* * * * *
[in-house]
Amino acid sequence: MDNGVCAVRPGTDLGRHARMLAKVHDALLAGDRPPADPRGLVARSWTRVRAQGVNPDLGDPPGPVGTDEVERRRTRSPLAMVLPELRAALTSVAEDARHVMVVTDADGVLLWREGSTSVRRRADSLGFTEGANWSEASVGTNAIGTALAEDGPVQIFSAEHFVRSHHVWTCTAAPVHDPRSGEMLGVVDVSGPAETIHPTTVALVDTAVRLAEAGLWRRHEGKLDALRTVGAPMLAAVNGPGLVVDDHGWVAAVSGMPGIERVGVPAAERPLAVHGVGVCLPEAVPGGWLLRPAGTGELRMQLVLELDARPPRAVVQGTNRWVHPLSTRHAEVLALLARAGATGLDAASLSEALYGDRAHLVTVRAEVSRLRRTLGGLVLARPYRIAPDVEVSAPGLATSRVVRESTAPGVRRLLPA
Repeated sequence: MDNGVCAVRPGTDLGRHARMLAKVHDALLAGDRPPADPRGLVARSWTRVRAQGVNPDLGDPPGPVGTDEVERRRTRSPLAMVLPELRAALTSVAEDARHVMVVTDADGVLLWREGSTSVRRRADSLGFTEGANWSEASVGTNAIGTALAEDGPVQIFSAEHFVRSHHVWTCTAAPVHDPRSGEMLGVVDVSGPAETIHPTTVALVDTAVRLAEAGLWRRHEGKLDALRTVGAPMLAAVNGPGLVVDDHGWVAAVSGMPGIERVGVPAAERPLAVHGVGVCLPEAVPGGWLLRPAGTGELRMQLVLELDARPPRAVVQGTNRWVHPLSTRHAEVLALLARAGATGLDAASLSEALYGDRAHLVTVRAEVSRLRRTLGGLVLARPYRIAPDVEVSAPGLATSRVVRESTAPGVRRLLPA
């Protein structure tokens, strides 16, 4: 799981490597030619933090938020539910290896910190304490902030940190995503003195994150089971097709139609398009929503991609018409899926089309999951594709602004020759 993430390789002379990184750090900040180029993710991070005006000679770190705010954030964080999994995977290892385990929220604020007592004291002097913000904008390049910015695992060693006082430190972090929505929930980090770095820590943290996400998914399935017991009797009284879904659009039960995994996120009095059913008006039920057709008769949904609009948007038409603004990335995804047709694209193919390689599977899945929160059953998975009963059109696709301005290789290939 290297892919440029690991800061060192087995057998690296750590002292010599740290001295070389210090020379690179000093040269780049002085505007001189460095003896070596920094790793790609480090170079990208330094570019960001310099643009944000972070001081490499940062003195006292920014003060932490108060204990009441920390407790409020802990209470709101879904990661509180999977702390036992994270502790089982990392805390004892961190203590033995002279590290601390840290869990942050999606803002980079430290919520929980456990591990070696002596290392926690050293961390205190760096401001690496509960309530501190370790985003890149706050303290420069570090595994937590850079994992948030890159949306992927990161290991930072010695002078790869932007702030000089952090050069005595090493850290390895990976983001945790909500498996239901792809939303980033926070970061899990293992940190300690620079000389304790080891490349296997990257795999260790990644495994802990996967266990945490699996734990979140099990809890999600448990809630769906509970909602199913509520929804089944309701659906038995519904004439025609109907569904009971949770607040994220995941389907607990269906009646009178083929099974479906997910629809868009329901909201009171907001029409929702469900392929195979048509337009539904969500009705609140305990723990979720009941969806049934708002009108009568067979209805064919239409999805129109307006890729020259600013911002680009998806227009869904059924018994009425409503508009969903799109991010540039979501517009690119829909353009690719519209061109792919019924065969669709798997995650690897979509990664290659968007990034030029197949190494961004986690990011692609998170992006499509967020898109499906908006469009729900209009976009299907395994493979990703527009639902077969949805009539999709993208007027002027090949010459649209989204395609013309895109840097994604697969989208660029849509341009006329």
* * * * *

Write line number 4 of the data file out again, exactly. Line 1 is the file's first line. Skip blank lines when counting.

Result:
């Protein structure tokens, strides 16, 4: 799981490597030619933090938020539910290896910190304490902030940190995503003195994150089971097709139609398009929503991609018409899926089309999951594709602004020759 993430390789002379990184750090900040180029993710991070005006000679770190705010954030964080999994995977290892385990929220604020007592004291002097913000904008390049910015695992060693006082430190972090929505929930980090770095820590943290996400998914399935017991009797009284879904659009039960995994996120009095059913008006039920057709008769949904609009948007038409603004990335995804047709694209193919390689599977899945929160059953998975009963059109696709301005290789290939 290297892919440029690991800061060192087995057998690296750590002292010599740290001295070389210090020379690179000093040269780049002085505007001189460095003896070596920094790793790609480090170079990208330094570019960001310099643009944000972070001081490499940062003195006292920014003060932490108060204990009441920390407790409020802990209470709101879904990661509180999977702390036992994270502790089982990392805390004892961190203590033995002279590290601390840290869990942050999606803002980079430290919520929980456990591990070696002596290392926690050293961390205190760096401001690496509960309530501190370790985003890149706050303290420069570090595994937590850079994992948030890159949306992927990161290991930072010695002078790869932007702030000089952090050069005595090493850290390895990976983001945790909500498996239901792809939303980033926070970061899990293992940190300690620079000389304790080891490349296997990257795999260790990644495994802990996967266990945490699996734990979140099990809890999600448990809630769906509970909602199913509520929804089944309701659906038995519904004439025609109907569904009971949770607040994220995941389907607990269906009646009178083929099974479906997910629809868009329901909201009171907001029409929702469900392929195979048509337009539904969500009705609140305990723990979720009941969806049934708002009108009568067979209805064919239409999805129109307006890729020259600013911002680009998806227009869904059924018994009425409503508009969903799109991010540039979501517009690119829909353009690719519209061109792919019924065969669709798997995650690897979509990664290659968007990034030029197949190494961004986690990011692609998170992006499509967020898109499906908006469009729900209009976009299907395994493979990703527009639902077969949805009539999709993208007027002027090949010459649209989204395609013309895109840097994604697969989208660029849509341009006329």